Middle East

Episode 36: Dahlia Al Roubi -Sudan- Massacre in Khartoum (Part 2 of 2)

This segment of our two-part interview with Dahlia Al Roubi was recorded on Tuesday, June 4th, the day after the current government crackdown began against protestors in Khartoum. As of this episode roughly 100 people have been killed by government forces, with reports that scores of bodies have been dumped into the Nile. As of June 6th, Sudan’s membership in the African Union has been revoked. Sudan’s military council has suspended talks with protestors and unilaterally called for elections to be held within 9 months.

The forces spearheading this apparent massacre appear to be the RSF or “Rapid Support Forces”, led by Mohamed "Hemeti" Hamdan Dagalo. The RSF are a re-branded iteration of the Janjaweed militias that were charged with carrying out the genocide in Sudan’s Darfur region. They’ve since been absorbed into the Sudanese military structure and given the stamp of governmental legitimacy, but they are essentially trained for one purpose and it appears that this purpose has now been turned on the protestors and the people of Khartoum. Incidentally the RSF forces are also being used as mercenaries by the Saudis in their war on Yemen.


 
 
 
 

Episode 35: Dahlia Al Roubi - Sudan: Women in Revolution (1 of 2)

For this first part of a two-part conversation, we talk to Sudanese activist Dahlia Al Roubi about what it was like growing up under the regime of recently deposed dictator Omar Al Bashir, how the current revolution swept Sudan, starting in December of last year, the challenges of weighing the purity of revolutionary principles against the practical constraints of time and competing interests, and about the role of women who took a leading role in the street protests but who now appear to be left out of the negotiations.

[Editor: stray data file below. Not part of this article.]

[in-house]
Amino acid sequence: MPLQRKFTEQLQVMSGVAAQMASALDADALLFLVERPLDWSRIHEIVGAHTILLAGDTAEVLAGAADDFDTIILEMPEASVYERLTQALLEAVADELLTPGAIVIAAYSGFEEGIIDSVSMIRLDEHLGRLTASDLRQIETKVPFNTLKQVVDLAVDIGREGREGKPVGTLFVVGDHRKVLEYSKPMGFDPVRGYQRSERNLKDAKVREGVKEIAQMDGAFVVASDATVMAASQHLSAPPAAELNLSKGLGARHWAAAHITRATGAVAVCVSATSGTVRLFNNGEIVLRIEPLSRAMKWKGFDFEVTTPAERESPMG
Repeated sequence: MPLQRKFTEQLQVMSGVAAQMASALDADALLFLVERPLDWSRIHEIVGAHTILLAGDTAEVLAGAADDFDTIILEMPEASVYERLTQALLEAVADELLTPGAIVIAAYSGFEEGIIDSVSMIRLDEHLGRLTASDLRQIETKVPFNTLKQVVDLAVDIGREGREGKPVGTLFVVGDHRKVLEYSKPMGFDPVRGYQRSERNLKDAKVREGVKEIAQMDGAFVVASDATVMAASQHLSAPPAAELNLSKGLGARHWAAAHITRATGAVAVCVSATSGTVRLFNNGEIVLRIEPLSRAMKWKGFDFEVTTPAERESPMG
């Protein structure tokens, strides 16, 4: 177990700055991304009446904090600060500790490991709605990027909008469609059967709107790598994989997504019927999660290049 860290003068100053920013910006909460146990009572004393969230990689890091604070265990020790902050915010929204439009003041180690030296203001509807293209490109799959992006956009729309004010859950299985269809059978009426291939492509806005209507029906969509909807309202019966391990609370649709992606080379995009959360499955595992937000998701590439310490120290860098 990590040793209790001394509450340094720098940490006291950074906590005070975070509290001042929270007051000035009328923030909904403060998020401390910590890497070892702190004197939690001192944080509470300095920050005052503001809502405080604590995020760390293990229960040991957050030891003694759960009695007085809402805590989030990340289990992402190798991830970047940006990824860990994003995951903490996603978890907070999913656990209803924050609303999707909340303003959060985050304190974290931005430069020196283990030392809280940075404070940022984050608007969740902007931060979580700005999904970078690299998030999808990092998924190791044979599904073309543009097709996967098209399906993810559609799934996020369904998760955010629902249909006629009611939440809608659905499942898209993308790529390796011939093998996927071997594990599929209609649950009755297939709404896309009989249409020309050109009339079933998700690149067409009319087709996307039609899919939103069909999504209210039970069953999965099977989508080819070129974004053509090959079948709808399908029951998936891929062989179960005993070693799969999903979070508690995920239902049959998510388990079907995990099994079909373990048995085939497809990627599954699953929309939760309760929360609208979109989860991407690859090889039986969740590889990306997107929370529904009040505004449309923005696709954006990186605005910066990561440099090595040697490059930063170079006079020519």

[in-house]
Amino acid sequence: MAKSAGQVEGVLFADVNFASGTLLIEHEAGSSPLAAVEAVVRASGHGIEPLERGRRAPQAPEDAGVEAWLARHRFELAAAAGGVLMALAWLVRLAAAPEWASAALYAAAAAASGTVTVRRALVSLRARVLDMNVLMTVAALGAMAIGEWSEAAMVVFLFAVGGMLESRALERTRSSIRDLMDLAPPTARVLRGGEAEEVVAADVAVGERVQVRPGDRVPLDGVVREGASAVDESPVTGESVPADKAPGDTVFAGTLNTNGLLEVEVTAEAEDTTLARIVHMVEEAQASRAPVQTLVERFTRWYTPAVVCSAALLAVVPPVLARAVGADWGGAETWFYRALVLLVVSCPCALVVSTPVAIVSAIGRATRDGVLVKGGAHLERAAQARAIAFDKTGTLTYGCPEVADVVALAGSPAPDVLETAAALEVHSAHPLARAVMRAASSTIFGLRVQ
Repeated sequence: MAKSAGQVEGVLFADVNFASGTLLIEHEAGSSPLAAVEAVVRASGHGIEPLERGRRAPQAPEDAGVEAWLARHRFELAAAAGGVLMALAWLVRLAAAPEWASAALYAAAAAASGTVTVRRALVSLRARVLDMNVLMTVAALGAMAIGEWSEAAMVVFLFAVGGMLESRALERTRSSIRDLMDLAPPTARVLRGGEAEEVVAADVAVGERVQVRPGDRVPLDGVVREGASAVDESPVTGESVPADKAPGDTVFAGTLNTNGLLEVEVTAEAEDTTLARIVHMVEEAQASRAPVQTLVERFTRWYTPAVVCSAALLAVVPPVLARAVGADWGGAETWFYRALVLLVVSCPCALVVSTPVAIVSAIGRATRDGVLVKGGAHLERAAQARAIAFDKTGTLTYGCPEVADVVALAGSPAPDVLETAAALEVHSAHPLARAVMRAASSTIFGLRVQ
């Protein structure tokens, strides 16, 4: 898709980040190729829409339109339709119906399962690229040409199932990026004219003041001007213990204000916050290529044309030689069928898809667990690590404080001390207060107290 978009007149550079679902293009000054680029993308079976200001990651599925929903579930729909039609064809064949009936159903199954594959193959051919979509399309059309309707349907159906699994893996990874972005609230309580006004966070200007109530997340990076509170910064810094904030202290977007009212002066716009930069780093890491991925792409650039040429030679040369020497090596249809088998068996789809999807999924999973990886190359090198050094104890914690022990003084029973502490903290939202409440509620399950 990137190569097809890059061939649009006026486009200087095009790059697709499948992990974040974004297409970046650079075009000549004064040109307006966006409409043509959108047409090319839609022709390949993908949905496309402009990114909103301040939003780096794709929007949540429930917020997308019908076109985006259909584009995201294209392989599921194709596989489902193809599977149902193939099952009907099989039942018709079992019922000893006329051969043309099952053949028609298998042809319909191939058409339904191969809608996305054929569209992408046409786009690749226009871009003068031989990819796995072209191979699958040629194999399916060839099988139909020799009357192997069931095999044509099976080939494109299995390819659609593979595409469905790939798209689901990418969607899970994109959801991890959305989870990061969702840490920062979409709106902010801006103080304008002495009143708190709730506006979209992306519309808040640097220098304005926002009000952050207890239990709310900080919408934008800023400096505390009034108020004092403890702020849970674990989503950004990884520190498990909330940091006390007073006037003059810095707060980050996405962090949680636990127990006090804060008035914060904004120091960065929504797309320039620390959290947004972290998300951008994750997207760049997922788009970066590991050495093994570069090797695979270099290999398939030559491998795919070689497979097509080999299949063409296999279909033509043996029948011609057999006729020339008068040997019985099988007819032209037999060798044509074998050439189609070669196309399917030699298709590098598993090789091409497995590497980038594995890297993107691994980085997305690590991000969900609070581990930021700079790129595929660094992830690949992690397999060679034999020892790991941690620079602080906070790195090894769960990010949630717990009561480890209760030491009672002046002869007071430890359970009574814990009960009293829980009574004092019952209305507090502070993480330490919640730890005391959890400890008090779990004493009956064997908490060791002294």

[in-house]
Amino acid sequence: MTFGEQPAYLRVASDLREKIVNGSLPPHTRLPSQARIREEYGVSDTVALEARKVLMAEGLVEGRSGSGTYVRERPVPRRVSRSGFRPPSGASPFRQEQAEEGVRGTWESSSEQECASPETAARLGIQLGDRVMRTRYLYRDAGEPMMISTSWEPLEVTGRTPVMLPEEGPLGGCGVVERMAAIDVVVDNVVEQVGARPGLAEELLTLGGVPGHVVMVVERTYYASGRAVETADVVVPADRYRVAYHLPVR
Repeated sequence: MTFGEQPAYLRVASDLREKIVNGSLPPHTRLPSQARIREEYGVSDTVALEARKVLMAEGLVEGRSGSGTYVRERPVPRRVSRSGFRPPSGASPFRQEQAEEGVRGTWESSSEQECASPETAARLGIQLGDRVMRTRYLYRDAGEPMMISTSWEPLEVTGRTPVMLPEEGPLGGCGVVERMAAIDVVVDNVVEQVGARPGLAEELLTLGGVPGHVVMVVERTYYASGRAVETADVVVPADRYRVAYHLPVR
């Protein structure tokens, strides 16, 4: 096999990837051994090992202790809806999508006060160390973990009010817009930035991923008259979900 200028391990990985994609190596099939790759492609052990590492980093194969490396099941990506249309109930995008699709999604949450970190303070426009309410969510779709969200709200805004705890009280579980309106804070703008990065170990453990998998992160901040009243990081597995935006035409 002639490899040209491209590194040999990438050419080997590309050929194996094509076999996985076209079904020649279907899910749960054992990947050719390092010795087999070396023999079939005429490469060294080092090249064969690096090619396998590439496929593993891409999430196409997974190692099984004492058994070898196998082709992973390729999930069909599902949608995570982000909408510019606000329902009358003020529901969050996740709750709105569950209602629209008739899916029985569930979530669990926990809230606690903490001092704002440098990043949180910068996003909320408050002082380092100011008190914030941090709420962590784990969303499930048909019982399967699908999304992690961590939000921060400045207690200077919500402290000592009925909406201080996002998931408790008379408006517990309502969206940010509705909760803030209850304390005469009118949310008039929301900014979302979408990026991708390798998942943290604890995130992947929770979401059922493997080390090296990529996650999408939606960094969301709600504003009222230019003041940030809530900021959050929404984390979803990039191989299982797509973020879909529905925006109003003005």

Dahlia and I recorded this first part of our interview on May 21st, before the current wave of violence was unleashed by the transitional military government on protestors and civilians in Khartoum. However we decided to include this conversation to claim some small space in the historical record, a space for what the Sudanese people were aspiring to as recently as Sunday evening. And we’re including it as a reminder that Syria also had this moment, and Egypt as well, and that while violence and a return to despotism might define the moment it’s important to ask ourselves where Western governments positioned themselves during the grassroots efforts to push these countries towards freedom.

Part two of our discussion provides a short update about the violence that has been unleashed by government forces in recent days, in particularly the RSF (Rapid Support Forces) formerly known as the Janjaweed.


 
 
 
 

Episode 32: Adel Hashem - On the Ground in Yemen

We hear very little about the war that is taking place in Yemen, which is now in its fifth year. And we hear even less about this war in the words of Yemenis themselves, and far less still from those who are still in Yemen. This episode represents a small effort to address this disparity.

Adel Hashem is the director of Human Needs Development in Sana’a, an organization that is working on the ground to deliver food, medical, and education support to the Yemeni people.